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Nonverbal communication in business

Non-verbal communication in business

There are five key elements...

...that can make or break your attempt at successful nonverbal communication in business:

Let's examine each nonverbal element in turn to see how we can maximise your potential to communicate effectively... 


Eye contact

Good eye contact helps your audience develop trust in you, thereby helping you and your message appear credible. Poor eye contact does exactly the opposite.

So what IS 'good' eye contact?

People rely on visual clues to help them decide on whether to attend to a message or not. If they find that someone isn't 'looking' at them when they are being spoken to, they feel uneasy.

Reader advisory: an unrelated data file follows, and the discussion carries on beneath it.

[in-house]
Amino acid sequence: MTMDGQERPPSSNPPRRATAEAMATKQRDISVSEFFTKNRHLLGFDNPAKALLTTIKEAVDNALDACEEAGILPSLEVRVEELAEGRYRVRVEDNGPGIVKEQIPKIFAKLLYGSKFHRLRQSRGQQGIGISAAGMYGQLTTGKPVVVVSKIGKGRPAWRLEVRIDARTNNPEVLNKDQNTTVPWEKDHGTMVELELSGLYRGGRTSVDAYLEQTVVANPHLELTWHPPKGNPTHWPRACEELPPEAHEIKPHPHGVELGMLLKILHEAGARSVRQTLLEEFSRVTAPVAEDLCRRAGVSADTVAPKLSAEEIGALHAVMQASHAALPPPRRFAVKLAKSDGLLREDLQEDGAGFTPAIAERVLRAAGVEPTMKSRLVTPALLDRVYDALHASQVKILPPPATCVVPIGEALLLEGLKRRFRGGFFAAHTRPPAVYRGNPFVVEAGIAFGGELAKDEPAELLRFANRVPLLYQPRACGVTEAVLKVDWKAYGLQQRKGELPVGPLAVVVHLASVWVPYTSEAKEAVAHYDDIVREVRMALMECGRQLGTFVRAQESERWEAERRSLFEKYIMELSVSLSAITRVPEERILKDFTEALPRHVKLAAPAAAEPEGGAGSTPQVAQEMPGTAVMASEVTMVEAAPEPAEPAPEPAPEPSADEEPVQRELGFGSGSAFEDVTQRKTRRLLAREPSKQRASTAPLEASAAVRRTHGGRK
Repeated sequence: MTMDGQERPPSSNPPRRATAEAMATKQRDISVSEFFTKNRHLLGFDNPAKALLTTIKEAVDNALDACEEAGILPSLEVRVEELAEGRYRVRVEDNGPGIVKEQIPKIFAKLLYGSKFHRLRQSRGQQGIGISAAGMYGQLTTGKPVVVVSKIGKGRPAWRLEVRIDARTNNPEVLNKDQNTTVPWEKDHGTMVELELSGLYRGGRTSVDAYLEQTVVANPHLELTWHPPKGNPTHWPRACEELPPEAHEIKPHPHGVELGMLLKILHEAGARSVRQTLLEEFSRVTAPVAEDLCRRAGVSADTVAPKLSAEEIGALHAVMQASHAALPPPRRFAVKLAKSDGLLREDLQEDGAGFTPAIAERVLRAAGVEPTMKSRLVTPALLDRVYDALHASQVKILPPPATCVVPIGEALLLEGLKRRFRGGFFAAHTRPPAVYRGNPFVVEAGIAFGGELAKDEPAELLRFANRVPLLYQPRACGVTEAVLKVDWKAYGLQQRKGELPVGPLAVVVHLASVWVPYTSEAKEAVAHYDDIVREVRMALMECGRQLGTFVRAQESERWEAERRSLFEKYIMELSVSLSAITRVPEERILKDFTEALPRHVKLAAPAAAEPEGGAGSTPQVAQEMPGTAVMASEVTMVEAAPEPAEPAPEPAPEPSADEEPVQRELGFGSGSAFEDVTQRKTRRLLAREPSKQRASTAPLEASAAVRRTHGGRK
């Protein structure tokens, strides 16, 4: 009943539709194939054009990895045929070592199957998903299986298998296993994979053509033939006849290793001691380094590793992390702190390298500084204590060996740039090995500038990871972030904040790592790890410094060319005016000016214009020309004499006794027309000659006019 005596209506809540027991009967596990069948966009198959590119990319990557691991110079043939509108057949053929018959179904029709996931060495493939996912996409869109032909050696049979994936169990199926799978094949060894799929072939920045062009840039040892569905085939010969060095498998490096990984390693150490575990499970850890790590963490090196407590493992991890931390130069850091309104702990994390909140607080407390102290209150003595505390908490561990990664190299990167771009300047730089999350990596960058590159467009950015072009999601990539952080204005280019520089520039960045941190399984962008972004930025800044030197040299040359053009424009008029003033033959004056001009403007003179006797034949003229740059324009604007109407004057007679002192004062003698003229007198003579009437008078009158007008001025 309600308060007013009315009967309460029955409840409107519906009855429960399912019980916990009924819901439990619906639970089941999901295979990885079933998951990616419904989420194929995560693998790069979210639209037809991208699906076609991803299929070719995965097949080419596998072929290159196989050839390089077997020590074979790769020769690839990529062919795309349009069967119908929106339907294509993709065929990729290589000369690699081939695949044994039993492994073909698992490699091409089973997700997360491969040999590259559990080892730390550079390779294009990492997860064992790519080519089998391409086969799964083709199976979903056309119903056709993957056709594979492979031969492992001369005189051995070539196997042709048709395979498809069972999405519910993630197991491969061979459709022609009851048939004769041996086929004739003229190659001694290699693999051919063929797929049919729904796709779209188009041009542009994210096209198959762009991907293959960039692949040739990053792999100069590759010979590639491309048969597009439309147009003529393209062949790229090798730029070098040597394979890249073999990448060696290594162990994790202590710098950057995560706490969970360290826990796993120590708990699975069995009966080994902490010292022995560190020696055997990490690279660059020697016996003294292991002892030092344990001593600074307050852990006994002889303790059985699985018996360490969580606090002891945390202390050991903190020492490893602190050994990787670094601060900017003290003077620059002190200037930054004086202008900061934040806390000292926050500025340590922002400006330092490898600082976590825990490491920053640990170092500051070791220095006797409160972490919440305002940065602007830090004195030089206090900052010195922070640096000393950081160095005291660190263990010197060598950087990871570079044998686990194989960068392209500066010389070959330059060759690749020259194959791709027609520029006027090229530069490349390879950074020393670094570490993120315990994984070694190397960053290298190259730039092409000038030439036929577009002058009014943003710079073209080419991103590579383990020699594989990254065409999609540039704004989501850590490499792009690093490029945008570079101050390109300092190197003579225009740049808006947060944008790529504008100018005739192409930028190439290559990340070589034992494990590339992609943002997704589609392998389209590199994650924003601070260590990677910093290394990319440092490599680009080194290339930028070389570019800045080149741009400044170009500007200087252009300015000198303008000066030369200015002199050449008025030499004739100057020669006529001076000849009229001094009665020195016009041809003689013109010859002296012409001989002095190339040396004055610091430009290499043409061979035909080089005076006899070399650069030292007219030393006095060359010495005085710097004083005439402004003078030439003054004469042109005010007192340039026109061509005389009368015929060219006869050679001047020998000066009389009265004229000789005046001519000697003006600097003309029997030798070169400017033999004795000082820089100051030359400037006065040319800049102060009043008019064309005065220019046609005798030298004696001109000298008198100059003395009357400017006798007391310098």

So it is a wise business communicator that makes a point of attempting to engage every member of the audience by looking at them.

Now, this is of course easy if the audience is just a handful of people, but in an auditorium it can be a much harder task. So balance your time between these three areas:

Looking at individual members of a large group can be 'tricky' to get right at first.

Equally, it can be a fine balancing act if your audience comprises of just one or two members -- spend too much time looking them in the eyes and they will feel intimidated, stared at, 'hunted down'.

So here's a useful tip: break your eye-to-eye contact down to four or five second chunks.

That is, look at the other person in blocks that last four to five seconds, then look away. That way they won't feel intimidated.